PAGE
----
• The Essay, seen by Hamburger not as a form, but as a style first and foremost. Not concerned with asserting and passing judgment as much as the individualism that makes it distinct from other art forms. The voice, wit, and personality of the essayist being present is what makes this distinction.
  •  p.92 (2nd paragraph)

“The essay is not a form, but a style above all. Its individualism distinguishes it from pure, absolute or autonomous art.”

  • On an optimistic note, Hamburger insists that the “spirit of the essay” lives on, thriving wherever the individual voice may surface, whether it be in articles, novels, poems, philosophy, etc., and perhaps even working to be restored to its former popularity.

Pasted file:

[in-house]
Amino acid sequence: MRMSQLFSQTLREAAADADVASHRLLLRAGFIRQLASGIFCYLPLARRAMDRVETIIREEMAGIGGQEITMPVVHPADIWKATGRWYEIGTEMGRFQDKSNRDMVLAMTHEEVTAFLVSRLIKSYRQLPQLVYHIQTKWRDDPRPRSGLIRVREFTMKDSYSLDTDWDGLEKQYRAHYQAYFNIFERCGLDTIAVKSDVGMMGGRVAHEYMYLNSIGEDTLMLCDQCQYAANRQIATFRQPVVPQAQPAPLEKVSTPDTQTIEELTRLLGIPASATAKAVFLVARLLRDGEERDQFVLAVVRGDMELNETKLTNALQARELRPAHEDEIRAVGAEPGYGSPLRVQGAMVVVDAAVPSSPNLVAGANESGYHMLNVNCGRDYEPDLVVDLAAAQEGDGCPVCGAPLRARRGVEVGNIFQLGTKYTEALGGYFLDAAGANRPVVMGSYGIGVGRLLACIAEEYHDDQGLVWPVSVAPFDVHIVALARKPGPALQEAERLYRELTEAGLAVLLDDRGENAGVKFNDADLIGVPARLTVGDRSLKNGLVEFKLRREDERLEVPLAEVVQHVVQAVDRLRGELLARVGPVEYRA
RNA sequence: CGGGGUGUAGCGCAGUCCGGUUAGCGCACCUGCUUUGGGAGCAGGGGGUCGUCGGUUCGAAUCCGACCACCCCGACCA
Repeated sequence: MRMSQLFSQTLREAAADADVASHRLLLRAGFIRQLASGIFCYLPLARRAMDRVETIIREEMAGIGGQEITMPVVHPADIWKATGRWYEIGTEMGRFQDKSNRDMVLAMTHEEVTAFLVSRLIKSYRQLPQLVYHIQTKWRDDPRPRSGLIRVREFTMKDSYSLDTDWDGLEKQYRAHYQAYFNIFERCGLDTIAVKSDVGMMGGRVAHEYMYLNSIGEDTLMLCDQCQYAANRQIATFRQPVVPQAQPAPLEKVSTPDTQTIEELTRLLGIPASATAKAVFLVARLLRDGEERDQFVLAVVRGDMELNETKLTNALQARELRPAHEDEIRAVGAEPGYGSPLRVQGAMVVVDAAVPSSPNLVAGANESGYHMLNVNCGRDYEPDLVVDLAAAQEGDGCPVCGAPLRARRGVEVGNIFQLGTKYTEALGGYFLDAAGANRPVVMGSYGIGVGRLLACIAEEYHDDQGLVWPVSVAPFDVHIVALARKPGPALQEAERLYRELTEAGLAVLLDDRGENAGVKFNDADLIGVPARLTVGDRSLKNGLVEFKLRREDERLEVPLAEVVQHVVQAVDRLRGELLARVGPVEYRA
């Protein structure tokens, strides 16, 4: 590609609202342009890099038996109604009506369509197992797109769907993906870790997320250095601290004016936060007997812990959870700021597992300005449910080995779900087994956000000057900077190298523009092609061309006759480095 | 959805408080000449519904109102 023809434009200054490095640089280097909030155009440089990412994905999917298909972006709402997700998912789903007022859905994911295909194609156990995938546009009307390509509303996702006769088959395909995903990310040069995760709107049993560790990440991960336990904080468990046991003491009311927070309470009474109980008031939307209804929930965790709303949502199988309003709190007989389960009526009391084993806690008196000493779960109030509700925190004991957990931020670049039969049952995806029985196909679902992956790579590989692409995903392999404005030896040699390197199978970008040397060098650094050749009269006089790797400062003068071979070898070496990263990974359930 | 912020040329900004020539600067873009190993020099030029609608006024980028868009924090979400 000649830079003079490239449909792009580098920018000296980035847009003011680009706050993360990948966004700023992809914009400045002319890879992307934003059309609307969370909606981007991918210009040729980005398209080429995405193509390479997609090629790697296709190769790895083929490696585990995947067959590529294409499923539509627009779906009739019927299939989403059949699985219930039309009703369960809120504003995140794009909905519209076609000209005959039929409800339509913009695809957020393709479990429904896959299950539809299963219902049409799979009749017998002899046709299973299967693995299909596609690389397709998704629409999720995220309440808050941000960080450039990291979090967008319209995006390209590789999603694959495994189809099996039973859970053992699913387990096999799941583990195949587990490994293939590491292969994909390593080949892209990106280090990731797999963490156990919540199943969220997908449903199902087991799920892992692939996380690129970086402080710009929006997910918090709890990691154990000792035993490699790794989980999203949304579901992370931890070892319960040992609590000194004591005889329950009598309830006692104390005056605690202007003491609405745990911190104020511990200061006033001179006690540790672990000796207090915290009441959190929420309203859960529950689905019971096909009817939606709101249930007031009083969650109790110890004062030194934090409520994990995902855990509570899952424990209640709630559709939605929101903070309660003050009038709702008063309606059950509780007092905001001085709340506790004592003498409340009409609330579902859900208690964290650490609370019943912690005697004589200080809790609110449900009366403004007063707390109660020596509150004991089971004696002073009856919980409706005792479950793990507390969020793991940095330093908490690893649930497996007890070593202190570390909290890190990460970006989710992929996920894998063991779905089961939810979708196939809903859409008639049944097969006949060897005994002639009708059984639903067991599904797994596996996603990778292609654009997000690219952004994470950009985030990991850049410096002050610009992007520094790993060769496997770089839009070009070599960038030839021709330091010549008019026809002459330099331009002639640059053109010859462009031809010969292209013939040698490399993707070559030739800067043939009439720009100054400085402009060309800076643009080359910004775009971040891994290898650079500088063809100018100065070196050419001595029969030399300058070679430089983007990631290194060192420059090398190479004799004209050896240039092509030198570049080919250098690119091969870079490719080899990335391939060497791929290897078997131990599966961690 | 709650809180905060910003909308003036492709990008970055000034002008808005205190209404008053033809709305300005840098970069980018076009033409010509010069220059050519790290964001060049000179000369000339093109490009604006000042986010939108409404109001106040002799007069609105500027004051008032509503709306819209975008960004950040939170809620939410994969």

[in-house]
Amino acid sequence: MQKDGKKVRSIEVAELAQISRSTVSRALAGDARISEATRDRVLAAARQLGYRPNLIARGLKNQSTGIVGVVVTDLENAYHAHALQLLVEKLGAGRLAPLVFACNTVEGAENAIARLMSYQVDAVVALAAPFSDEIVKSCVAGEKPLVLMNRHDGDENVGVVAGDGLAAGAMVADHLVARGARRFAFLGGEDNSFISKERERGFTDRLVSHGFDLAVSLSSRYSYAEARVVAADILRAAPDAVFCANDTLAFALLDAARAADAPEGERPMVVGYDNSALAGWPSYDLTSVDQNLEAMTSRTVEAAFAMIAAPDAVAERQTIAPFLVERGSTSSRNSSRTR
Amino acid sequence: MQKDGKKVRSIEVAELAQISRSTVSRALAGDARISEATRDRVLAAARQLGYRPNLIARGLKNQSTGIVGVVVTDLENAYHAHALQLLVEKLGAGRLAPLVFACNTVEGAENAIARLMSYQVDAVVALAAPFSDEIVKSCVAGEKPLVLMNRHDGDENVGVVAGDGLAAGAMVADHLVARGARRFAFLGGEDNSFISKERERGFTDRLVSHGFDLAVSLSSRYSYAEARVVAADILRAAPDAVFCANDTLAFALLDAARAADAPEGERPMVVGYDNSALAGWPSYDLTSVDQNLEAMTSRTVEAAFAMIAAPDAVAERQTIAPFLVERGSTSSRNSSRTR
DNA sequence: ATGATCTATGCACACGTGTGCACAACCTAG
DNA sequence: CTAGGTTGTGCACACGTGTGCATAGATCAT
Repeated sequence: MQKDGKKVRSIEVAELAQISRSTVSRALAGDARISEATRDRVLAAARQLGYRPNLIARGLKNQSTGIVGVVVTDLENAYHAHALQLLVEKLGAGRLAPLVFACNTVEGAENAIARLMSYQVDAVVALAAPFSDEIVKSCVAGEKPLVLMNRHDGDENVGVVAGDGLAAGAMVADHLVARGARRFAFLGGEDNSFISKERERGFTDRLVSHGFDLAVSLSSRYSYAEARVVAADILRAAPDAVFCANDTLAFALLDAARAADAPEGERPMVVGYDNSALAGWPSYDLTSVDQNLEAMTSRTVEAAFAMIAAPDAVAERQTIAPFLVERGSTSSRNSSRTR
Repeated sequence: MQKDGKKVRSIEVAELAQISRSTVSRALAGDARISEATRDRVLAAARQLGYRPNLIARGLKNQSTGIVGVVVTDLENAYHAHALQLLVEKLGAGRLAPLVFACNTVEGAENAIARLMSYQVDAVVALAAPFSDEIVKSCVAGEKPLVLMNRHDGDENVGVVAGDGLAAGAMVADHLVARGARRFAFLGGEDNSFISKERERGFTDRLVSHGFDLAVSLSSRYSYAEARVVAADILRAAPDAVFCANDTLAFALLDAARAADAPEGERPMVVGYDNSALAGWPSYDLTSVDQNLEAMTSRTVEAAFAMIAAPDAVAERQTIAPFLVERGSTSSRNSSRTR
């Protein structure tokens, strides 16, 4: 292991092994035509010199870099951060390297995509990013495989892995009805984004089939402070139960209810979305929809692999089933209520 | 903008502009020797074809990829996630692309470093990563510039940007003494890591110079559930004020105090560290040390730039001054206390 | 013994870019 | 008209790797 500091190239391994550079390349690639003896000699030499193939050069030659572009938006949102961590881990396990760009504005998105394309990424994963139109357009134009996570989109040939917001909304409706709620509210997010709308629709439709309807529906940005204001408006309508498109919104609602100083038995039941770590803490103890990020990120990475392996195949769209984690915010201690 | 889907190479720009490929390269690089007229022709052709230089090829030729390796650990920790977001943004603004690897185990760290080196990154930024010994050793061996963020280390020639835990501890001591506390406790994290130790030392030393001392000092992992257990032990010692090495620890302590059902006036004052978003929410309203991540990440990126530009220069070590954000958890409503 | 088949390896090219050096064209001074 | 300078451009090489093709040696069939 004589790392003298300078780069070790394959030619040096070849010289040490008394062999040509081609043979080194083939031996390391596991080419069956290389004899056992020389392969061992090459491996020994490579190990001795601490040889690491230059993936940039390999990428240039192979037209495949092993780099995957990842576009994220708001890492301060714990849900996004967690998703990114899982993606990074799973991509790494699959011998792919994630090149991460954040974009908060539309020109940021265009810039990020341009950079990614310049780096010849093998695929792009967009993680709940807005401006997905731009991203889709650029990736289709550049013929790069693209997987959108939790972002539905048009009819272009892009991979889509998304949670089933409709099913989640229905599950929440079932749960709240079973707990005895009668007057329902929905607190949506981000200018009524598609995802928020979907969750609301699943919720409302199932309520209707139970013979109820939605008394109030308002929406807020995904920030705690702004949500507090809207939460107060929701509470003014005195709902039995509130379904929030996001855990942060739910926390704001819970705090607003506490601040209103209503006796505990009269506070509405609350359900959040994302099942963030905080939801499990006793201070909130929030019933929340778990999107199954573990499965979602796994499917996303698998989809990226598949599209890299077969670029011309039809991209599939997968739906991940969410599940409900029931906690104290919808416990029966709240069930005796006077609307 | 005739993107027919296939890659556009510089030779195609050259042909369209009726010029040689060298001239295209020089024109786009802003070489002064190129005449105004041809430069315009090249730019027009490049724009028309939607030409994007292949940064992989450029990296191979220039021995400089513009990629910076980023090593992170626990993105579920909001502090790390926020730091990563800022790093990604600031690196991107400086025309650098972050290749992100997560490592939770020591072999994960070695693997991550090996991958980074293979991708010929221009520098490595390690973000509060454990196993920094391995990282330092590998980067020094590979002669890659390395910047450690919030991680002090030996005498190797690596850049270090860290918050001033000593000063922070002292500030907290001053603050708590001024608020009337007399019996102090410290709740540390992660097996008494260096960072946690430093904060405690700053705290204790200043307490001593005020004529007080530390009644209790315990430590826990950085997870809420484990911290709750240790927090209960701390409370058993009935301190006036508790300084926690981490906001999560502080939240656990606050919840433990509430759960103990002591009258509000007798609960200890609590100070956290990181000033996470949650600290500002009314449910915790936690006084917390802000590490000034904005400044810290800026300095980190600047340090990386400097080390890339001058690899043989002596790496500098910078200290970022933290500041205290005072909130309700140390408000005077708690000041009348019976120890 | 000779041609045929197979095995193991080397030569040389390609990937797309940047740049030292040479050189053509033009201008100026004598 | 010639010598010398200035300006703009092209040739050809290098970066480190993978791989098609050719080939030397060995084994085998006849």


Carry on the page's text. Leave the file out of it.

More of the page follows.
Question: So, if Hamburger cannot classify the essay as a form, yet can set it apart from other forms and genres purely based on its focus on individualism, what exactly is he saying? The essay must either be an amalgamation of forms or the complete absence of form? I might have to disagree with Mike; I still feel the essay is a form.

Kyle

Hamburger, he compares and calls “essayists” to walkers. He calls essays the walks. I find this interesting because in a sense it is similar to writing.

He uses the metaphor of transportation, walking, driving, flying and compares it to being a writer and essayist.

“Form is almost what i wrote here, but essay isn’t a form. Has no form. It is a genre that creates its own rules.” Art. Calls it a style as well.

Rachel Blau Duplessis “From ‘f-Words: An Essay on the Essay’”

  • The essay as not a genre, but as the “moment of writing before the genre.”